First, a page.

A more outward, future, and action-oriented view of wellbeing would include a range of activities, such as entrepreneurship, that reflect people’s efforts to go out in the world and serve, create, build, or innovate. The artist striving to bring beauty to the world, the scientist seeking to cure a disease that causes great suffering, the teacher working to inspire young people to cultivate a passion for learning, the soldier serving out of a sense of duty to the nation, the parent prioritizing good child rearing over personal hobbies, and the philanthropist endeavoring to help solve the big challenges of our time are all engaged in activities that make their lives richer and improve the world.

Though the popular view of wellbeing tends to be narrow and self-centered, there are scholars who have worked to broaden our thinking about wellbeing. For instance, psychologist Carol Ryff has made important contributions to the academic study of wellbeing over the past several decades by offering a multidimensional conceptualization and measurement of wellbeing. Specifically, Ryff argues that wellbeing consists of the following six dimensions: self-acceptance, positive relationships with others, autonomy, environmental mastery, purpose in life, and personal growth. Ryff’s work pushes the discussion of wellbeing in the right direction. Though many of the items in her wellbeing questionnaire are consistent with the popular view of wellbeing, some of the items are more outward, future, and action-oriented. For example, the positive relationships dimension includes statements such as “I enjoy personal and mutual conversations with family members or friends,” which focuses on the self (I enjoy), but also includes statements such as “People would describe me as a giving person, willing to share my time with others,” which focuses more on behavioral characteristics oriented toward serving others. Statements such as “I have the sense that I have developed a lot as a person over time” (personal growth), “In general, I feel like I am in charge of the situation in which I live” (environmental mastery), and “I enjoy making plans for the future and working to make them a reality” (purpose in life) encourage a more holistic approach to studying wellbeing, even if many of the statements emphasize feelings more than actions. This type of academic research on wellbeing is important and we need more of it but we also need to advance the broader cultural conversation.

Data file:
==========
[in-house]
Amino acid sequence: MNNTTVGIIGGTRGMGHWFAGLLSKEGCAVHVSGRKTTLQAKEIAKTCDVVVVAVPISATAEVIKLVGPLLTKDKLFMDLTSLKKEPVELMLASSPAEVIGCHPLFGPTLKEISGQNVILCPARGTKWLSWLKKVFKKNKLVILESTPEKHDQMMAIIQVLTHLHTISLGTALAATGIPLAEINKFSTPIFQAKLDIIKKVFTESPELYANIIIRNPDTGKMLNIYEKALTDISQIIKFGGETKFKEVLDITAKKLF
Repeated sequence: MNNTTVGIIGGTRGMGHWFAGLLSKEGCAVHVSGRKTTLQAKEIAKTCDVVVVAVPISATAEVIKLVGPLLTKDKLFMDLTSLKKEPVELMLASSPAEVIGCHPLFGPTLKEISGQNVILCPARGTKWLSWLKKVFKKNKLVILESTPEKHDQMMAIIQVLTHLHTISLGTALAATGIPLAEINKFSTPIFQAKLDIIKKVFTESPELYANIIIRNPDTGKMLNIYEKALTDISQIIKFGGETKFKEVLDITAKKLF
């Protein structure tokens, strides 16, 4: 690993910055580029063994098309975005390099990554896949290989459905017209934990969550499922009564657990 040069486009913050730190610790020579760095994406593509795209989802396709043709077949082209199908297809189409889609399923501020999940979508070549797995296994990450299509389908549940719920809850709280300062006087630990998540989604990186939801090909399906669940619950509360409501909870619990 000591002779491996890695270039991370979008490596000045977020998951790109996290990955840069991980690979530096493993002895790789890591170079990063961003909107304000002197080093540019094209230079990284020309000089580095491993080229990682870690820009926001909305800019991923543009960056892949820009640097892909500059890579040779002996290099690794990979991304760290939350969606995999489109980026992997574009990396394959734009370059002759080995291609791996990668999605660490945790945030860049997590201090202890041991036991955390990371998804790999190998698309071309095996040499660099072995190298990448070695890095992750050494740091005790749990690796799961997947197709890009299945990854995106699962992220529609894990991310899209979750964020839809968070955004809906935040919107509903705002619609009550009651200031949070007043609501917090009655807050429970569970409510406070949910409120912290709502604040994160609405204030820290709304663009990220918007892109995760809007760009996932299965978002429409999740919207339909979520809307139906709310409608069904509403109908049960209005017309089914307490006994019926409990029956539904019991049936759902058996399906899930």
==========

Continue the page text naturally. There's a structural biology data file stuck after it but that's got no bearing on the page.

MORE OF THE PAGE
Understandably, most people aren’t interested in scholarly debates about multidimensional theoretical frameworks and the best way to quantify and empirically examine potential dimensions of wellbeing. But we don’t need to think about wellbeing in complex academic terms in order to promote a more holistic view of it. In my opinion, what is most important is to convince people that they should start thinking about wellbeing as being more about doing good than feeling good. In addition to asking people how they feel about their lives, we should ask them what they are doing with their lives.

Agency in Action